USCG via Reuters
Coast Guard Petty Officer Brett Patterson of a tactical helicopter squadron based in Jacksonville, Fla., patrols near the Statue of Liberty in New York.
NBC, and news services
updated 12/31/2003 7:44:46 PM ET 2004-01-01T00:44:46

As 2004 arrived around the world, fears of terrorist attack cast a shadow over celebrations, with warplanes patrolling U.S. skies and armed undercover sky marshals guarding some flights.

U.S. authorities, who have said they fear an attack bigger than the strikes that killed 3,000 people on Sept. 11, 2001, rolled out unprecedented security measures triggered by an increase in the national terrorism alert to orange, the second-highest level.

In New York, workers sealed manhole covers and removed mailboxes to guard against any potential bomb attack in Times Square. More than 750,000 revelers were expected to gather there under the guard of counter-sniper teams and seven police helicopters. Warplanes were on high alert to intercept any errant flight.

‘Learn a little bit about courage’
Rep. Christopher Shays, R-Conn., chairman of a House subcommittee on terrorism, raised doubts about security preparations, saying he would not go to New York “for anything.”

“Secretary Ridge says just do what you normally do,” Shays said Tuesday in an interview with NBC affiliate WVIT-TV of Hartford, Conn., referring to Homeland Security Secretary Tom Ridge. “I would say, what do you normally do? If normally you go to Times Square, I wouldn’t do what you normally do.”

Video: Safety pledge

But Mayor Michael Bloomberg accused Shays of being a coward and suggested that turning up for festivities at Times Square amounted to defiance of terrorists.

Bloomberg noted that former Iraq retired Army Spec. Shoshana Johnson, who was taken prisoner in Iraq, would be taking part in the Times Square festivities.

“She was a woman fighting to protect the congressman’s freedoms,” Bloomberg said Wednesday on NBC’s “Today” show. “She was captured and wounded in Iraq. Maybe he should call her and learn a little bit about courage.”

Partygoers heading to New York were warned to expect long delays at bridges and tunnels. Every vehicle on affected routes was subject to a random stop and search, New Jersey officials said. State troopers were riding the rails to assist transit police on trains going in and out of New York.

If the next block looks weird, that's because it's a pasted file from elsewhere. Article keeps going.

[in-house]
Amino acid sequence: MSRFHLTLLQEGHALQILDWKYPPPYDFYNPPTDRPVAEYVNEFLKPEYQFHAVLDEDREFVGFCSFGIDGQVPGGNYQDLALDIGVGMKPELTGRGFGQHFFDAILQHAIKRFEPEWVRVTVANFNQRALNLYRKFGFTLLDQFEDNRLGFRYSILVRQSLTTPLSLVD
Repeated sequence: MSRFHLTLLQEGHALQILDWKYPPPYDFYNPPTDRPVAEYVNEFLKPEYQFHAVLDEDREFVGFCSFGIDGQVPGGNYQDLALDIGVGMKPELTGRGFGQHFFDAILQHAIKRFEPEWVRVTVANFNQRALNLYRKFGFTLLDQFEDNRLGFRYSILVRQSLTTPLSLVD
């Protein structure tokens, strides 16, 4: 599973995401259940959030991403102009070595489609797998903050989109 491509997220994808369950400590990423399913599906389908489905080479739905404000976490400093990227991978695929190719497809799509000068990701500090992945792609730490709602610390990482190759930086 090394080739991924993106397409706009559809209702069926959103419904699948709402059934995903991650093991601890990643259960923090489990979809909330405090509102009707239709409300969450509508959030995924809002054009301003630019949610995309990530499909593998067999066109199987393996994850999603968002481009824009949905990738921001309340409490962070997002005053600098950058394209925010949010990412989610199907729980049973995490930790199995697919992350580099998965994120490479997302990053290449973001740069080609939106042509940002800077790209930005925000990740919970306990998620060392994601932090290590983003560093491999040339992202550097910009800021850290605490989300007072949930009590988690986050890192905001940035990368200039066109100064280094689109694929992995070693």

“Drivers should allow much, much more time than normal,” said Steve Coleman, a spokesman for the Port Authority of New York and New Jersey.

Heavy precautions
Ten days ago, the United States raised its terror alert to its second-highest level and said it would remain there through the holiday and perhaps beyond. But authorities insisted that it was still safe to travel.

“I’d put the family on the plane,” Ridge said Tuesday on ABC’s “Good Morning America.”

“People travel. People must travel,” he said.

But protecting mass gatherings against infiltration by individual bombers or by attacks from the air is an enormous task, and local authorities were rolling out their big guns:

Nearly the entire police force of about 2,000 officers was on duty, in addition to about 600 jail officers. Authorities also were relying on about 4,000 hotel security guards to help control a crowd of partyers expected to grow as large as 350,000.

Video: Other cities on edge “These are creative people who commit terrorism, so we need to be ready,” Las Vegas Sheriff Bill Young said in an interview with NBC affiliate KVBC-TV.

The increase in the alert level and reports of threats appeared to affect business in Las Vegas. Marc Falcone, an analyst with Deutsche Bank, said New Year’s Eve cancellations jumped in the last week to twice as many as in 2002.

  • In Pasadena, Calif., where thousands will attend the Rose Bowl parade and college football game, police planned to use electronic sensors to detect any biological attack. Video surveillance cameras were to capture images of spectators lining the streets.

Flights over the Rose Bowl were to be limited to police and military aircraft; everyone working in the stadium, from hot dog vendors to television camera crews, was being required to wear photo identification.

  • Boston was expecting more than a million visitors for its “First Night” arts festival, the nation’s oldest such celebration. Security there was to remain consistent with that of the celebrations the last two years.

Metal trash cans are removed from the Boylston Street parade route and replaced with cardboard boxes, to minimize damage if there is an explosion. And the Massachusetts Bay Transportation Authority was posting security officers and bomb-sniffing dogs on buses, subways and trains carrying revelers into the city.

  • Police in Britain, one of Washington’s chief allies in the war in Iraq and the target of recent guerrilla attacks in Turkey, said they remained on high alert but saw no specific threat in coming days.
  • In the Indonesian capital, Jakarta, police said they feared that fugitive Islamic militants could launch attacks on New Year’s Eve festivities. Indonesia, a predominantly Muslim country with a sizable Christian minority, has been the scene of several major attacks in recent years, including an explosion in October 2002 that killed 202 people at a Bali night club favored by foreigners.

Meanwhile, some armed sky marshals boarded some international flights after Washington ordered foreign airlines this week to place them on selected flights to or from the United States.

NBC’s Pete Williams in Washington and Leanne Gregg in Las Vegas, The Associated Press and Reuters contributed to this report.

Video: A nation on alert


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